A couple of weeks ago Eric and I were talking on Gardenfork Radio about his new DIY Cold Frames video, and I mentioned winter gardening in hotbeds. I’d seen some hotbeds in the garden in Colonial Williamsburg, where they still garden the way colonial people did.
Hotbed are like Eric’s cold frames with glass on top and all, but deeper. Last weekend we went up to the Williamsburg Farmers Market for their big pre-Thanksgiving holiday market and I took some pictures of their hotbeds to show Gardenfork readers.
What makes hotbeds particularly attractive to the DIY organic gardener is that you get a twofer. First, you use the otherwise wasted heat of composting to get an early start on Spring. Second, you have fresh, finished compost to spread on your garden.
A hotbed needs to have a mass of at least 1 cubic yard to be effective. That’s because what you’re building is a compost pile and compost needs mass to really cook. So these beds are deep:
— It helps to line a deep hotbed with plastic sheeting or weed block fabric to aid in cleaning it out in the Spring.
— Layer in browns (cabon): dry leaves, leaf mold, spoiled hay and bedding from a stall.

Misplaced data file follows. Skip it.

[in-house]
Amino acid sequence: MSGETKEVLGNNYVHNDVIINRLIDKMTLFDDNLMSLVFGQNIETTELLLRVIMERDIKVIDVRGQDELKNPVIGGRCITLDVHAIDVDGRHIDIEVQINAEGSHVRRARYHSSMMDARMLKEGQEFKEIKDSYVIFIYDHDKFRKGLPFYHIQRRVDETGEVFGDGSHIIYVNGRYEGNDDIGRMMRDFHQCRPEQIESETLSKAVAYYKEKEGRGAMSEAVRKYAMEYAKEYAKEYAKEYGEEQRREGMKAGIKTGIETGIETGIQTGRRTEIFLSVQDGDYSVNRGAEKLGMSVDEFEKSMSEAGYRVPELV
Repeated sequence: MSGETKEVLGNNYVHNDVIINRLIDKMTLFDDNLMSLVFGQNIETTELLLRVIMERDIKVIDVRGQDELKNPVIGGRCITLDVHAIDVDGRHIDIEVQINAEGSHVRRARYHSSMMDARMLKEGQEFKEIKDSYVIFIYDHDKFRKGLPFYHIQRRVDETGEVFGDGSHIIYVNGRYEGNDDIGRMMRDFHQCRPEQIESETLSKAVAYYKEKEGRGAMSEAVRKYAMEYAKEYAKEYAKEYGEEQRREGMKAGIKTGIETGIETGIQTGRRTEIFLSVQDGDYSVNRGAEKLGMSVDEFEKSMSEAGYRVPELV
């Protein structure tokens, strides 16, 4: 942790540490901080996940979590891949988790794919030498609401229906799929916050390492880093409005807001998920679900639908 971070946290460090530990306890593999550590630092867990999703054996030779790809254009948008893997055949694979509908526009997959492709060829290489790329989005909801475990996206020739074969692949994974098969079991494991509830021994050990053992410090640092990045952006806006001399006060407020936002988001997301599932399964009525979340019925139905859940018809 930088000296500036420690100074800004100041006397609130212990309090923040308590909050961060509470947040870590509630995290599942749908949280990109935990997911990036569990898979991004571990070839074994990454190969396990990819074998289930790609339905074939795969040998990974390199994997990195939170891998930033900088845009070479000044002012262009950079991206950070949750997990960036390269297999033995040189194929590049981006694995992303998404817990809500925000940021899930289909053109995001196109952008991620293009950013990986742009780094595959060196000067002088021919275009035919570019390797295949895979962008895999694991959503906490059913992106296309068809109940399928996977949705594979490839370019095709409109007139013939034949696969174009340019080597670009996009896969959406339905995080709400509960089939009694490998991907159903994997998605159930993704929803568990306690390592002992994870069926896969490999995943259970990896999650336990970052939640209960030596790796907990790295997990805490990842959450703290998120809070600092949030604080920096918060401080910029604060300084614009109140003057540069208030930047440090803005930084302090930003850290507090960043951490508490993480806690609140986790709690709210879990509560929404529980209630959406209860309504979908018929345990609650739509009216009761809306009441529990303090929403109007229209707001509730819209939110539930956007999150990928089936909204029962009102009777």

— Layer in greens (nitrogen): kitchen waste, fresh manure.
Hotbeds are an excellent use for chicken manure as well as horse manure, which can be “seedy” in the compost otherwise. Cattle manure is good too.
If done right, enough heat will be generated to kill all seeds, worm eggs, and pathogens. In fact, hotbeds have been known to combust and smolder if too big. Obviously, you don’t put compost worms into a hotbed to help with the composting unless you want them to cook.
— Add about 12 inches of good soil for growing.
— Carefully manage your glass frames so that your plants don’t overheat.
Hotbeds are an ancient method of sprouting seeds and growing plants during the winter, Aristotle mentions the Egyptians using compost piles to sprout seedlings. Europeans imported hotbeds from Arab countries after the Crusades.
In fact, the colder and more sunless your winters, the more hotbeds will help you get an early start on the spring garden and bridge what was called in early colonial America the Starving Time, January to March, after harvest stores from the previous fall had run out but before plants would grow in the frozen fields.
Hotbeds don’t have to be buried, either. The Romans had hotbeds on carts so that they could be moved under cover when it rained. In medieval Europe, hotbeds were frequently just dung heaps that people planted vegetables into over the winter.
But regardless of how you build your hotbed, proper timing is important. Few plants or seeds can tolerate the intense heat of an early hotbed. So start your hotbed a month or two before you plant. So plan to plant or seed on the backside of this period, when the hotbed is warm but not hot.
And remember, you have to manage the moisture content of your hotbed, just like a compost pile; neither too wet nor too dry.
And when you hear on the news that a place is a “hotbed of political activity” you’ll know what they’re full of. ;->